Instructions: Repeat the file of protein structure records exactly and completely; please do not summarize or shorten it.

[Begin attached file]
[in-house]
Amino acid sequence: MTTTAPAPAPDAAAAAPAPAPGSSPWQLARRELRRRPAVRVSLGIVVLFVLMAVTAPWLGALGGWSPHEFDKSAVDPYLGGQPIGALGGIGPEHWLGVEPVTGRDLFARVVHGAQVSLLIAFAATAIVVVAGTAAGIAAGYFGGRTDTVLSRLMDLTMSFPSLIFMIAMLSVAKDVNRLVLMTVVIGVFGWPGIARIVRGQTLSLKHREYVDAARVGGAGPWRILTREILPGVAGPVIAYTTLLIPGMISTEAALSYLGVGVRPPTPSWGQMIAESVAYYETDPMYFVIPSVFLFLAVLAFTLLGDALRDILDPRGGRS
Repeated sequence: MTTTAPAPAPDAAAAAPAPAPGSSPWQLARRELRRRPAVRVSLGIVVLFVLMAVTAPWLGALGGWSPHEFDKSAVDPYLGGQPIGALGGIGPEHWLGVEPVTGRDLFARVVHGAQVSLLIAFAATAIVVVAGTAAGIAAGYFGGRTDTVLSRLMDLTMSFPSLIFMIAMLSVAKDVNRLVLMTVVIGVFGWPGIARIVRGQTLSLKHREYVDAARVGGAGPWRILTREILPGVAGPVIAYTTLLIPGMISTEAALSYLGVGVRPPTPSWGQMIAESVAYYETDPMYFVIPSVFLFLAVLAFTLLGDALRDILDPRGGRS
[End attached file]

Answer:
[in-house]
Amino acid sequence: MTTTAPAPAPDAAAAAPAPAPGSSPWQLARRELRRRPAVRVSLGIVVLFVLMAVTAPWLGALGGWSPHEFDKSAVDPYLGGQPIGALGGIGPEHWLGVEPVTGRDLFARVVHGAQVSLLIAFAATAIVVVAGTAAGIAAGYFGGRTDTVLSRLMDLTMSFPSLIFMIAMLSVAKDVNRLVLMTVVIGVFGWPGIARIVRGQTLSLKHREYVDAARVGGAGPWRILTREILPGVAGPVIAYTTLLIPGMISTEAALSYLGVGVRPPTPSWGQMIAESVAYYETDPMYFVIPSVFLFLAVLAFTLLGDALRDILDPRGGRS
Repeated sequence: MTTTAPAPAPDAAAAAPAPAPGSSPWQLARRELRRRPAVRVSLGIVVLFVLMAVTAPWLGALGGWSPHEFDKSAVDPYLGGQPIGALGGIGPEHWLGVEPVTGRDLFARVVHGAQVSLLIAFAATAIVVVAGTAAGIAAGYFGGRTDTVLSRLMDLTMSFPSLIFMIAMLSVAKDVNRLVLMTVVIGVFGWPGIARIVRGQTLSLKHREYVDAARVGGAGPWRILTREILPGVAGPVIAYTTLLIPGMISTEAALSYLGVGVRPPTPSWGQMIAESVAYYETDPMYFVIPSVFLFLAVLAFTLLGDALRDILDPRGGRS